Silly Government, Rights are for PeopleOpinion
OPINION — When I turned six years old my parents gave me a tent. I’d been asking for a tent for months, so I was pretty stoked. It was a pup tent, similar to what U.S. soldiers used during World War II. Basically an A-frame with open ends and no floor. It consisted of a canvas tarp that weighed about 97 pounds, three wooden poles, and some stakes and ropes. It smelled like old mold and shed water about like a colander. A stiff breeze would blow it over, although during the summertime the temperature inside hovered around 200 degrees. I loved it.
A friend, who was a little younger than me, came to visit once, and we played in my tent. He kept going in and out, and he would bump the support pole every time. I kept telling him not to bump the pole, that he was going to knock the tent down. He kept replying with, “But I don’t want to.” He was under the impression that, if he didn’t want to knock the tent down, then he wouldn’t knock it down, no matter what he did.
A lot of folks today seem to live with the same false impression of reality. They think that if they care, that’s all that matters. The rest of us recognize that our feelings don’t control events, that facts are facts. We may all want the same result, but we tend to pursue that result through drastically different methods, because of our different perceptions of reality.
No matter how many times it’s been explained, there always seems to be those who don’t understand what the Bill of Rights is for. Hardly a week goes by that I don’t hear of someone pointing out that no one needs a semiautomatic rifle to hunt deer, and that the Second Amendment protects the right of the government to form militias and arm them, but doesn’t mean citizens can own guns. These people keep kicking the tent pole, believing that, because they want something to be true, then it must be true. Reality is just a little to far to reach for these folks.
The Constitution and the Bill of Rights were not, as some seem to think, written to provide power to the government to rule the people. Both were written to limit the power of government, and guarantee that it would not take rights away from the citizens. The Constitution and the Bill of Rights don’t grant rights to anyone; they only provide protection for the liberties the people already had. They protect our liberties FROM our own government.
The Second Amendment has received a lot of scrutiny lately, and many seem to think it has something to do with hunting. It has nothing at all to do with hunting, and never did. Hunting is covered under the pursuit of happiness. Those opposed to hunting are the greatest threat to wildlife, they’re just generally too ignorant to realize it.
Those who claim the 2A gives the government the right to form militias, and doesn’t protect the right of citizens to own guns, are some of the most impressively ignorant people I’ve encountered. The Bill of Rights is a group of limitations on government, and each of them addresses the liberties of individuals. There are no group rights, no government rights, no collective rights. The only rights that exist are individual rights. Governments, groups, and collectives possess power. People possess rights. There’s a huge difference.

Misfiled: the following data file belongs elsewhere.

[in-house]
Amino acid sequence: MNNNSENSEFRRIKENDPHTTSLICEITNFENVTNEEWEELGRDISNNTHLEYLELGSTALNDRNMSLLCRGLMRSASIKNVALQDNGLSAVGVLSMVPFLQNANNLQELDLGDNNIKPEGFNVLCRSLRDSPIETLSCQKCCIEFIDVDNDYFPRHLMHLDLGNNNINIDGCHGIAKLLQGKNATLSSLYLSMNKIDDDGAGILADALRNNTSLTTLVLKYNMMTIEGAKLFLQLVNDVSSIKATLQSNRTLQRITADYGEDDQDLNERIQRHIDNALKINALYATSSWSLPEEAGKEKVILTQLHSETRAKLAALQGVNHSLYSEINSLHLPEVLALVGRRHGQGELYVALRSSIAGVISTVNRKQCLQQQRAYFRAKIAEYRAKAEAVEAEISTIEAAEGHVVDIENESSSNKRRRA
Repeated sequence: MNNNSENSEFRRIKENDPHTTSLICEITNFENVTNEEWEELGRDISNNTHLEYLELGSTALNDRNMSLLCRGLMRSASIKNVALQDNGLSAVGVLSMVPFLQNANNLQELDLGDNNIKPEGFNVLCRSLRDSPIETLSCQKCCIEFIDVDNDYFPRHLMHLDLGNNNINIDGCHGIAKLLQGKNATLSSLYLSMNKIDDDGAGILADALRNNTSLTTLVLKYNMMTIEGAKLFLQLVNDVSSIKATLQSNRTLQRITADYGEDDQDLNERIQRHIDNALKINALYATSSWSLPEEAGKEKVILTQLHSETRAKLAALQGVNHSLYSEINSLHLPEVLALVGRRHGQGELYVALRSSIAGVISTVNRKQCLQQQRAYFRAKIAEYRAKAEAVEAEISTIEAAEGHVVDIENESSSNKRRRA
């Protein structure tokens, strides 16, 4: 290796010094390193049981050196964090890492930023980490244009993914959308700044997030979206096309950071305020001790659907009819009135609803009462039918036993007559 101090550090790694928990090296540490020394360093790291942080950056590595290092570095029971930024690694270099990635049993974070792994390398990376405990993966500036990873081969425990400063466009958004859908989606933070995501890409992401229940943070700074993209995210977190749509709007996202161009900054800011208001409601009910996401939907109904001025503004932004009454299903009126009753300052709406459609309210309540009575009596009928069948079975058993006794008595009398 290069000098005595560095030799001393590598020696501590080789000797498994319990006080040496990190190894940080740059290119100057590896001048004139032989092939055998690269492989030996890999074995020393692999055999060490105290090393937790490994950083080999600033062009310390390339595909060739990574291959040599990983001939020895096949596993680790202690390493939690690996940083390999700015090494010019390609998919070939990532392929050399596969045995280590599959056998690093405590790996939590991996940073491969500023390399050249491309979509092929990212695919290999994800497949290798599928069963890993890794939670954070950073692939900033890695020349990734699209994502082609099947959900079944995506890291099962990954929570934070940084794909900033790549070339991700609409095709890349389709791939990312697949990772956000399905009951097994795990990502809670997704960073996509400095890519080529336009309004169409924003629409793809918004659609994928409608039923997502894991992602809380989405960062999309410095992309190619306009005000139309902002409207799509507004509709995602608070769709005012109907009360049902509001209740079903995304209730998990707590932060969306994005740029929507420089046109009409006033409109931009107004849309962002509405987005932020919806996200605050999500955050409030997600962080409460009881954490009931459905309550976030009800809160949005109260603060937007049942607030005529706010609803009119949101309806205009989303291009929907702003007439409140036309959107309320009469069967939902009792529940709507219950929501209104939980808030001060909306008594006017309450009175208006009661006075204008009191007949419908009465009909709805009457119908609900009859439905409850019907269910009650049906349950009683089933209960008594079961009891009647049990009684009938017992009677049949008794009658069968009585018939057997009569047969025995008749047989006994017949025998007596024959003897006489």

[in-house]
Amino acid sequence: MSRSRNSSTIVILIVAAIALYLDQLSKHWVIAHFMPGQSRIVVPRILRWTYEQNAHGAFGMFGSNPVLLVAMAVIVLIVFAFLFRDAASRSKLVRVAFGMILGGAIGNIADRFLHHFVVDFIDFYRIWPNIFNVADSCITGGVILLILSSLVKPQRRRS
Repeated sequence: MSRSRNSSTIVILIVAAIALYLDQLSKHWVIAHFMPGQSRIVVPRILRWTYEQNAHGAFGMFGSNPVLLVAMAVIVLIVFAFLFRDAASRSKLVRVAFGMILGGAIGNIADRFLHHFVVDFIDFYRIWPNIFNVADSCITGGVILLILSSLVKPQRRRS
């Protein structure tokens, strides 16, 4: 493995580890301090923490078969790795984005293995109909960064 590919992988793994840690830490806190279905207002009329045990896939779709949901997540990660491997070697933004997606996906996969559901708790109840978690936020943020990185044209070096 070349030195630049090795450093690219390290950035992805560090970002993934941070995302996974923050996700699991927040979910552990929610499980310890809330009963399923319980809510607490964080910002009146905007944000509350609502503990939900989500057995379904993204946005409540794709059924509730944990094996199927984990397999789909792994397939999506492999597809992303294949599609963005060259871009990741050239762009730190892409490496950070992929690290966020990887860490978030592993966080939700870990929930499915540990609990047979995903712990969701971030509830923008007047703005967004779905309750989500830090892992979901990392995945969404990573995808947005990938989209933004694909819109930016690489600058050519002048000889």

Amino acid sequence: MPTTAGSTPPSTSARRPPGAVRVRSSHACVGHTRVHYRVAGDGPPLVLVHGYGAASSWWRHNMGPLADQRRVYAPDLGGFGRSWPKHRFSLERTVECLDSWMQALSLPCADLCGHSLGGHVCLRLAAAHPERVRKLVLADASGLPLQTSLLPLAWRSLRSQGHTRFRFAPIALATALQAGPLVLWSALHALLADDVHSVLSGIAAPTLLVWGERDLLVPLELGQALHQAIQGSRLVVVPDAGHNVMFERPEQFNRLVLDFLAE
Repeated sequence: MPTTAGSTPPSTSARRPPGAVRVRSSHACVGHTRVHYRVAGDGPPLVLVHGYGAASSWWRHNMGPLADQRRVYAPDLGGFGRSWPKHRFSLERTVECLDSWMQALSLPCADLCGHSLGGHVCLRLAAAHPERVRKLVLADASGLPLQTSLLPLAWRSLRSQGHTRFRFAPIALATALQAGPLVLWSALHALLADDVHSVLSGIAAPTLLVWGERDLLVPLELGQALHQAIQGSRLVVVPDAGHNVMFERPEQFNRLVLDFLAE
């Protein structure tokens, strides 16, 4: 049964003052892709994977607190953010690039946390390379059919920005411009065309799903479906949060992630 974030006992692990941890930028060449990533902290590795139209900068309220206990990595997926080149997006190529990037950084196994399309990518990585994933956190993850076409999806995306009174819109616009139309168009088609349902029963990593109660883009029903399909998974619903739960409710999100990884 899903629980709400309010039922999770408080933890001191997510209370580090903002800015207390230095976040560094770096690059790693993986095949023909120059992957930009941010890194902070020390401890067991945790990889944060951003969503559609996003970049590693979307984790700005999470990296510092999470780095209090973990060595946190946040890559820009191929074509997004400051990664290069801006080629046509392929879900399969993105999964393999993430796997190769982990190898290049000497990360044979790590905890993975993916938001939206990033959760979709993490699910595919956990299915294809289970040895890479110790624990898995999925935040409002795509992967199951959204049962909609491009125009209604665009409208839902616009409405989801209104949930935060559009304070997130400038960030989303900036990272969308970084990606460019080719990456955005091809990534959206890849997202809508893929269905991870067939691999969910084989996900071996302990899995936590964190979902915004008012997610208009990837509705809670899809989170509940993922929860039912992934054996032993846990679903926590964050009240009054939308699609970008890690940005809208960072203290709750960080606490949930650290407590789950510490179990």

So the Bill of Rights doesn’t give anyone any freedoms, it only protects freedoms already possessed by the people. Freedom of religion. Freedom to peaceably assemble. Freedom of speech. The right to privacy. Governments don’t have those rights, only citizens do.
To say the 2A protects the government’s right to form militias is amazingly silly. As if someone would come along and say, “Well, we have to disband our military. Nothing in the constitution says government can have an army.” No country ever needed a law that gave its government the right to bear arms. The only reason the 2A was written was to protect the individual right to self defense, and to ensure the people would have a means to oust a tyrannical government.
My friend, Chris Dyer, served as a U.S. Marine for 20 years to protect our country. He, like many Americans, grew up in an environment of freedom. Chris didn’t grow up around guns, and never particularly cared for them. Even after retiring from the Corps he wasn’t interested in shooting, and didn’t care to own any firearms. His attitude finally changed when he realized that the best way to be loyal to his belief that he had a duty to protect the weak and vulnerable from the evil in the world was to carry a firearm.
Chris decided not only to obtain a license to carry a gun, but to become a firearms instructor and teach others to protect themselves. He doesn’t carry a gun because he hates anyone, he carries it because he realizes the danger the world poses to those he loves. The 2A protects his right to protect his family.
The next time you hear someone say the 2A doesn’t protect gun rights for individuals, ask them whether they think the 1A protects free speech for individuals, or if it allows the government to petition itself. And then tell them to quit kicking my tent pole. Because once one support is knocked out, the whole tent goes . . .